Biography of Chess Player Paul Charles Morphy Part 5

About one of the greatest chess player Paul Charles Morphy, biography and history of the footnote figure.


Wizard of Chess

It was the Christmas vacation, and Anderssen had only two weeks before he had to be back at school. Anderssen was one of the greatest of all chess players. He is called by some eminent authorities the best, in terms of his character and ability. He himself had been ailing but made the effort to come to Morphy's side. He could hardly have arrived at a more critical moment. Edge had had to lift Morphy out of his bed, and Morphy was unable to stand up. Moreover, he had begun to develop the aversion to chess that soon became an obsession.

Morphy's physician would not let him play in public. The two sick masters squared away in a room in the Hotel de Breteuil for one of the most extraordinary and harrowing games in the history of chess. After 7 hours and 72 moves, in which Morphy's genius showed only in the nervous lightning dodges by which he tried to save himself, he was beaten. Of the 300-odd games in Morphy's collected works, this appears to be the only one in which he was thoroughly whipped.

The second game was drawn. On the third game Morphy seemed to be coming back to life. Sparks of his old brilliance appeared, and he won. Anderssen won 2 more games, but thereafter Morphy fathomed the nature of his opponent and won 12 games to Anderssen's 3. Some of these were as spectacular as any he ever played. Anderssen would bow his bald head and bony face over the board, radiant with admiration of Morphy's strategy, or even laugh outright at Morphy's astonishing inventions.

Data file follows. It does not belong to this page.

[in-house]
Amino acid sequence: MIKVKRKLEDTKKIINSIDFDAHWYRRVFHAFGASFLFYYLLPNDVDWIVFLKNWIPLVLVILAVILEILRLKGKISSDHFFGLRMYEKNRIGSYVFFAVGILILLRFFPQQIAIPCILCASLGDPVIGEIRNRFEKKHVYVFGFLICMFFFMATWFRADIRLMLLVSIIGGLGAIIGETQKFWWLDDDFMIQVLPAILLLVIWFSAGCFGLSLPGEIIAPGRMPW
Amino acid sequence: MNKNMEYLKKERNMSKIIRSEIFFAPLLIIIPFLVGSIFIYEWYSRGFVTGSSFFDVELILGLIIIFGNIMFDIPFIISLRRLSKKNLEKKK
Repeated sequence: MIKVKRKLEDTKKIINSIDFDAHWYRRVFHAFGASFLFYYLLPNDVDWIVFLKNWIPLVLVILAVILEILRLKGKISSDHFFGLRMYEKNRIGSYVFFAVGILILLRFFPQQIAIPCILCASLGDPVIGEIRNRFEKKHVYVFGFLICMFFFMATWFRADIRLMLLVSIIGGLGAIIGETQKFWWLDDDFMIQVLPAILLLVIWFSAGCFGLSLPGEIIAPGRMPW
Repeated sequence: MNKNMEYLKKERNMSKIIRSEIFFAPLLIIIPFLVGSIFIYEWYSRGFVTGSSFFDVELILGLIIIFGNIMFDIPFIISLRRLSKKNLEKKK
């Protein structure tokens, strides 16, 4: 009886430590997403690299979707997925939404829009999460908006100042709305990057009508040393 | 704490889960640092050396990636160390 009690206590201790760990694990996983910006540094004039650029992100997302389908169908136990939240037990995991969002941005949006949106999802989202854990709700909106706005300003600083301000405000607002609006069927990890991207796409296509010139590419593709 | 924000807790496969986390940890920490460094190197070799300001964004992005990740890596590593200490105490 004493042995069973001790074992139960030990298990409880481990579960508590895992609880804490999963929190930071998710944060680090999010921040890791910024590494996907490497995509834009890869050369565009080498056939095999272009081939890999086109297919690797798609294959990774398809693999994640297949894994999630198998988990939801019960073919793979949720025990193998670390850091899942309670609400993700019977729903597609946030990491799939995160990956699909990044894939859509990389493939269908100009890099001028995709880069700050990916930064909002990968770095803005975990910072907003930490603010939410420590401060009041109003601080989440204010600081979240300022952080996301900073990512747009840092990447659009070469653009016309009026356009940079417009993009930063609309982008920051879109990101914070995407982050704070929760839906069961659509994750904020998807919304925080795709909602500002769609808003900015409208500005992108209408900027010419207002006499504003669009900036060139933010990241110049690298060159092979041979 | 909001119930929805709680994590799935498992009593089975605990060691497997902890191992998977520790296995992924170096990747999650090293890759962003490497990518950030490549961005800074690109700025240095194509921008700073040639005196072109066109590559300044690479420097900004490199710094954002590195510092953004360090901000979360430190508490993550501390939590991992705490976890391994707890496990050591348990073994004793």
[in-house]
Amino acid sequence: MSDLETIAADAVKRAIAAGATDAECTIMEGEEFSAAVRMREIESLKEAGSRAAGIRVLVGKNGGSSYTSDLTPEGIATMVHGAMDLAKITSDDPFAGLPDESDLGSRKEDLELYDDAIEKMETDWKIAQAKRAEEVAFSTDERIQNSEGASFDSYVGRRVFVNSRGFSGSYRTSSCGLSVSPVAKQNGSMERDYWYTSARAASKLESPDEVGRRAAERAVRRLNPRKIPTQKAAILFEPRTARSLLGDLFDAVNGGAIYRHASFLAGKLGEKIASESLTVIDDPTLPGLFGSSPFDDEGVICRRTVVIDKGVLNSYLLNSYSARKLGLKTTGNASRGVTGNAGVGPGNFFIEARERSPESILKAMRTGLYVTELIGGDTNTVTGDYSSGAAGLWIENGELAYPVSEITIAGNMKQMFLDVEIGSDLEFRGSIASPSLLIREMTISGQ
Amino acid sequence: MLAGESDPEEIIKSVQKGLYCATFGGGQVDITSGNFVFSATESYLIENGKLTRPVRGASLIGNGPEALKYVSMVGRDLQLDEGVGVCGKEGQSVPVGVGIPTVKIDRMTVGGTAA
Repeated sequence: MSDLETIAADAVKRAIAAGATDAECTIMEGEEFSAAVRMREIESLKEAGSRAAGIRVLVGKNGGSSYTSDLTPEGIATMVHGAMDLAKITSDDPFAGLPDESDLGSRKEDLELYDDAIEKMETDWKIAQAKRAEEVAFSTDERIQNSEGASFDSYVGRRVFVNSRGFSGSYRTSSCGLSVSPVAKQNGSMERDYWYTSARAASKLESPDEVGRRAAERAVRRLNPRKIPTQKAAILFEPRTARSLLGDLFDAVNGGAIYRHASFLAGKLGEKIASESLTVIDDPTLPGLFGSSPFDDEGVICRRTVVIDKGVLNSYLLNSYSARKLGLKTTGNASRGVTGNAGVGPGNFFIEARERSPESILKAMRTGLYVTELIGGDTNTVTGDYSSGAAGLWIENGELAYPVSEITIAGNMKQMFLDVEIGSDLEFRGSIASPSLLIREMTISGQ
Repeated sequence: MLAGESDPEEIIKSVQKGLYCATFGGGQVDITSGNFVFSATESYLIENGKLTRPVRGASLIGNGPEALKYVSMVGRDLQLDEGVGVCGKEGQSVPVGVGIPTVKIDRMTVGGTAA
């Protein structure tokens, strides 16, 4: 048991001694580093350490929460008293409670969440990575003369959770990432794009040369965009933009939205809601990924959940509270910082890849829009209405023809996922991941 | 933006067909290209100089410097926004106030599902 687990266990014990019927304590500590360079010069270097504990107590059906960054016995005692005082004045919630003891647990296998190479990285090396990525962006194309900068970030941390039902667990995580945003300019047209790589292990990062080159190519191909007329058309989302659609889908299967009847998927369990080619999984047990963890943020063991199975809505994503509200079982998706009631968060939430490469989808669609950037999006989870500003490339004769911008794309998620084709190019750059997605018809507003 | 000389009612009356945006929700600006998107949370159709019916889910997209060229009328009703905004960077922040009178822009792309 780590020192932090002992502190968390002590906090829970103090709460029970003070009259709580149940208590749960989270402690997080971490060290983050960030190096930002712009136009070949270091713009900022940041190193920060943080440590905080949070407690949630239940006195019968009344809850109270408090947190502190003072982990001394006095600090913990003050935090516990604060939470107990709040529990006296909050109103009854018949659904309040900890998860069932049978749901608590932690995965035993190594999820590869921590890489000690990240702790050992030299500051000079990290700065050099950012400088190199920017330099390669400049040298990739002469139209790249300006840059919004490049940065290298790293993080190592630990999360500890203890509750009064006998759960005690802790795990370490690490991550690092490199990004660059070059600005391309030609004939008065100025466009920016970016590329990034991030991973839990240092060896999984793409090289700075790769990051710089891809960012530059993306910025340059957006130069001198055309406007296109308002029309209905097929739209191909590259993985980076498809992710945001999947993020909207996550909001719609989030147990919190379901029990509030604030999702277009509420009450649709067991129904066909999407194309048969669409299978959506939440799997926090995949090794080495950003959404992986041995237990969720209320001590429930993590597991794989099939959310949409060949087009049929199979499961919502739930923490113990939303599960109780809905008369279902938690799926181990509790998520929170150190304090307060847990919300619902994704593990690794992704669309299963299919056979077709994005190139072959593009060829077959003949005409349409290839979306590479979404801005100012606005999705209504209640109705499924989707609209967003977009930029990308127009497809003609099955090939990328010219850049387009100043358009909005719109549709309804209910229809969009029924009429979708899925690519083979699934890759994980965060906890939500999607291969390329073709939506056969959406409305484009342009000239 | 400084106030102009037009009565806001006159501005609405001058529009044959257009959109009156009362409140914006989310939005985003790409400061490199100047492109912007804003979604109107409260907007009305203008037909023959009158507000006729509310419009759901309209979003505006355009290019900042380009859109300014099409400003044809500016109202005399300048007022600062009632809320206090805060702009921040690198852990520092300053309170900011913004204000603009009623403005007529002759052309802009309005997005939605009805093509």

That ended Morphy's career. His brother-in-law, J.D. Sybrandt, arrived in Paris, bearing the Morphy family demand that he return home. When Morphy reached New York, the metropolitan papers gave him half their front pages; a gold and silver chess set was presented to him; Longfellow, Holmes, and lesser lights honored him, but he was through with chess. With unimportant exceptions, he never played again. One story is that he was in love with a New Orleans girl who was not interested in marrying a chess player. Whatever the truth was, he lived out his life a lonely, strange man in a gloomy cavern of a house, puttering about with his private concerns. He lived in constant fear of being poisoned, and refused to eat any food except that prepared by his mother or his sister. At one time an attempt was made to have him committed to an asylum, but he argued his sanity so convincingly that the authorities would not admit him.

Morphy was found dead in his bathtub at the age of 47. It was supposed that he had gone for a long walk in the intense heat of a July day in New Orleans and had jumped into a cold bath when he came home.

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